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GPO Proposes 21st Century Digital Information Factory

Tuesday, December 14, 2004

Press release from the issuing company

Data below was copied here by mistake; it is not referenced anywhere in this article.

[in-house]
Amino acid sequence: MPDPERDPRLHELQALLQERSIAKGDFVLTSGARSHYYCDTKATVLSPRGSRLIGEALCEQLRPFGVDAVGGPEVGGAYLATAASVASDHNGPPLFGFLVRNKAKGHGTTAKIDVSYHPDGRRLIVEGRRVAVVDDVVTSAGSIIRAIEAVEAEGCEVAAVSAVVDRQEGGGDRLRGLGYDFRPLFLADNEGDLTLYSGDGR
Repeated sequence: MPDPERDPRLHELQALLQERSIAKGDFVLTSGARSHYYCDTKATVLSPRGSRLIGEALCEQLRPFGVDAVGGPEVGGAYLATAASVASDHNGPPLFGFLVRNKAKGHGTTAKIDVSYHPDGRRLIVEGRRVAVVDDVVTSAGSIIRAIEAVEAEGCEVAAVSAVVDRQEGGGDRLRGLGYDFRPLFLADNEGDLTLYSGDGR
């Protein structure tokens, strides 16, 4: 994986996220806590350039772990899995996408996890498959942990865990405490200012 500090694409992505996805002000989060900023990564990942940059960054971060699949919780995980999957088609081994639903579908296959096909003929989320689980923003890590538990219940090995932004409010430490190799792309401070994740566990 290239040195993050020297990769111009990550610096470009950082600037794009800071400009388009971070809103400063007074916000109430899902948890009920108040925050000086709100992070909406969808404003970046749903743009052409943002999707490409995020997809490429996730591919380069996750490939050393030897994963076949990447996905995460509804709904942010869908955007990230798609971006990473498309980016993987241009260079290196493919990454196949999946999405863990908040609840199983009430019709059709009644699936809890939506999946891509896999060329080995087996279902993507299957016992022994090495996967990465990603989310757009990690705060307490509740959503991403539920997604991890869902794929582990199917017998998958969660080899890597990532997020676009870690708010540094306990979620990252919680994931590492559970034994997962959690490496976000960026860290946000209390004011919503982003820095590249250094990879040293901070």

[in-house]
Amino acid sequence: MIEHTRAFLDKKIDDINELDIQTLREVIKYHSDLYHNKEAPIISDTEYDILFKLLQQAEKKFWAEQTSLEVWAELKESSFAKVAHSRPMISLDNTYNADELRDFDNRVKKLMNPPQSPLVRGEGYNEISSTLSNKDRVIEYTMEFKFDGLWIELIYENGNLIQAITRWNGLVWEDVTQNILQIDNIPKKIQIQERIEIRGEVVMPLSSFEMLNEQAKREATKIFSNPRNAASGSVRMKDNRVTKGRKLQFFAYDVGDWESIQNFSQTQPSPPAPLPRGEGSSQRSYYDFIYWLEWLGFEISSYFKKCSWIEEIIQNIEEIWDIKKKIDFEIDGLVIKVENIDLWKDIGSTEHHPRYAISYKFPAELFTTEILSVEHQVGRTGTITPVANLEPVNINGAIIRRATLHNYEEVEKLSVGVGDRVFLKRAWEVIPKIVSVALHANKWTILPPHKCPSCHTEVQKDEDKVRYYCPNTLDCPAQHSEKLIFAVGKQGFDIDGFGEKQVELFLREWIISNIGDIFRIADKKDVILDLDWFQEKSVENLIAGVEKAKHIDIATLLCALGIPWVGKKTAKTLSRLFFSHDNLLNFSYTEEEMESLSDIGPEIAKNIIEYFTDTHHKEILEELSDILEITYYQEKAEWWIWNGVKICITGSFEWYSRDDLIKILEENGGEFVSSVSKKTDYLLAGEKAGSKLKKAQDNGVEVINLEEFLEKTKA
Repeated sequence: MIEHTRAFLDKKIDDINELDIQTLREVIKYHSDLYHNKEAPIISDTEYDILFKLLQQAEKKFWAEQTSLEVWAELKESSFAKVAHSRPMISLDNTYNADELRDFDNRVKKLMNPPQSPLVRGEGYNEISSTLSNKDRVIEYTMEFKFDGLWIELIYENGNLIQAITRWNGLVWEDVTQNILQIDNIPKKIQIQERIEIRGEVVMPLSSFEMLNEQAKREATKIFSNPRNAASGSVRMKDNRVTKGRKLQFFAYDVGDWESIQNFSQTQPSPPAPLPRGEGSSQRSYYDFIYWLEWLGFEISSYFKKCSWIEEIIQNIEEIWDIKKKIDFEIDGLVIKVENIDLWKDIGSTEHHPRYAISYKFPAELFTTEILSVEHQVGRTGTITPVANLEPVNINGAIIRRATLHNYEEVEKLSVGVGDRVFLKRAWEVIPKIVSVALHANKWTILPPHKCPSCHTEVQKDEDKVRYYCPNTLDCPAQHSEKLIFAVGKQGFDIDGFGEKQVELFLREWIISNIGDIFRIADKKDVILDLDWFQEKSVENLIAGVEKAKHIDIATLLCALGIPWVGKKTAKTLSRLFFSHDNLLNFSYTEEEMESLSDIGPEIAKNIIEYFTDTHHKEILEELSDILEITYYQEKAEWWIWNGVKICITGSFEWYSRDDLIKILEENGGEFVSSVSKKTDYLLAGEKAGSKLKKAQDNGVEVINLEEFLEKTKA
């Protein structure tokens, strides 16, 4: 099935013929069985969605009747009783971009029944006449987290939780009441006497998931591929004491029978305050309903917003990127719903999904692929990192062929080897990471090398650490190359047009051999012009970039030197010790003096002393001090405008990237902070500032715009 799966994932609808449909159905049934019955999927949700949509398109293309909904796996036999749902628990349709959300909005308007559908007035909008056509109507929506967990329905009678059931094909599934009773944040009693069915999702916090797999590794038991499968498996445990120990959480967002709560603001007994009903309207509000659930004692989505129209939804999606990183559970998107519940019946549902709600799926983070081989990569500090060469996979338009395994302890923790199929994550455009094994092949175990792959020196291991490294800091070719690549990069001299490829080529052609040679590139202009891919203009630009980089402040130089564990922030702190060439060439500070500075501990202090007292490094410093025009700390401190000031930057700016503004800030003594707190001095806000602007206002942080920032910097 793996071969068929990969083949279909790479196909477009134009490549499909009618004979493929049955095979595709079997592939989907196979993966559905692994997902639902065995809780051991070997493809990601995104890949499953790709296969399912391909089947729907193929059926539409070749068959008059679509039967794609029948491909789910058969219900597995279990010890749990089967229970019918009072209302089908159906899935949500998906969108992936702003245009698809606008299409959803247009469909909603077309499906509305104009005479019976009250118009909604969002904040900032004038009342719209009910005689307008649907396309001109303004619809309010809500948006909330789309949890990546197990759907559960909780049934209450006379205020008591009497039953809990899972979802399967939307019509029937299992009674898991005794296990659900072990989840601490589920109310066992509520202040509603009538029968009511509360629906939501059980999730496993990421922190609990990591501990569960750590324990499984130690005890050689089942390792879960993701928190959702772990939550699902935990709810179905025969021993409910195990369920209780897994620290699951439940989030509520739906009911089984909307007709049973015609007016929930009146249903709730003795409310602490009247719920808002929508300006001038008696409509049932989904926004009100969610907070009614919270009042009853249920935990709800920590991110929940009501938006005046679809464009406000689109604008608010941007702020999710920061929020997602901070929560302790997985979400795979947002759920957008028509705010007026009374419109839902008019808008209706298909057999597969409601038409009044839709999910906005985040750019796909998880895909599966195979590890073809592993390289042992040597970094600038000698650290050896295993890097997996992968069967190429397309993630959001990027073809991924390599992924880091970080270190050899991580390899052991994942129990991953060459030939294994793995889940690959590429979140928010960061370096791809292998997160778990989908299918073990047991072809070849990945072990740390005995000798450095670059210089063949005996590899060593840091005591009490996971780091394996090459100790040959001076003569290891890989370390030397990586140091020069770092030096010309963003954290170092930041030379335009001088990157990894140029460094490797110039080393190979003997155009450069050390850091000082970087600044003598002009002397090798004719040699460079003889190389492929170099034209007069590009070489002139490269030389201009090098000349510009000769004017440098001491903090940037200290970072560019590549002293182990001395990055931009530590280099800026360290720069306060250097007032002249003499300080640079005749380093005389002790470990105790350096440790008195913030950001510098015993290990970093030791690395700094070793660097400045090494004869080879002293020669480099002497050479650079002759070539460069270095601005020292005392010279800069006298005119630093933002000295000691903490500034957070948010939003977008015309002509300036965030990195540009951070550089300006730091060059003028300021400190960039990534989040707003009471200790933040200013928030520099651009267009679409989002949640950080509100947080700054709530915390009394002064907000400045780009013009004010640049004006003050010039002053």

Washington, D.C.--The Government Printing Office, which recently reported strong operating results for its last fiscal year, today announced the publication of A Strategic Vision for the 21st Century, which sets forth the agency's plans to transform itself from a 19th century, heavy-metal printing operation into a nimble 21st century digital information factory. "We had to wake up. Last month 50% of all Government documents were born digital and will never be printed by the Government.  But the GPO is still required by law to gather and catalog these electronic documents, to distribute them electronically, and to ensure their perpetual availability to the public," said Bruce James, Public Printer of the United States.  "This task calls for a whole new set of skills and tools; what we call a digital information factory." Central to GPO's plans is trading its existing building complex for new facilities, sized and equipped for its digital future.  "Rather than burden taxpayers with the enormous costs of building and equipping our operations for the future, we believe that we can use the proceeds from the private redevelopment of our current obsolete plant to completely pay the costs of new facilities and still have money left over to return to the U.S. Treasury," James said. The GPO's strategic vision also calls for the reorganization of the agency around six core lines of business ranging from Digital Media Services to Security and Intelligent Documents.  Each business line is to be supervised by a general manager who will have complete responsibility for the operations and financial success of their unit. As it has since 1861, the GPO will continue to manage the content creation of the official journals of Government, such as the Congressional Record and Federal Register, and will print these and other documents for Congress in its new facilities.  But, the majority of the Federal Government's printing requirements will continue to be purchased in the private sector through a competitive bidding process.  Last year, the GPO, which buys 600 to 1,000 printing jobs a day, awarded contracts to 2,568 vendors, that were located in every state in the country.  "We see the Government's printing requirements changing dramatically in the next few years.  Not only will fewer titles be printed, but the quantities will drop as more Government information is accessed through the internet.  Within a few years we will no longer order copies for warehouse storage and later fulfillment, instead relying on demand printing, where our vendors print one copy for each individual customer's order," said Jim Bradley, GPO's Managing Director of Customer Services Judy Russell, Superintendent of Documents at GPO, is responsible for the dissemination of both printed and electronic documents to the public.  "To fully serve the needs of our library partners and the public for finding and using Government information on the Internet, we will need to go back in time.  We are proposing to begin with the Federalist Papers and digitize all significant federal documents following a set of standards that will allow users to search the Web for authentic Federal information," said Russell. For more information or to view GPO's A Strategic Vision for the 21st Century or the 2004 Annual Report, please visit: http://www.gpo.gov/congressional/index.html.




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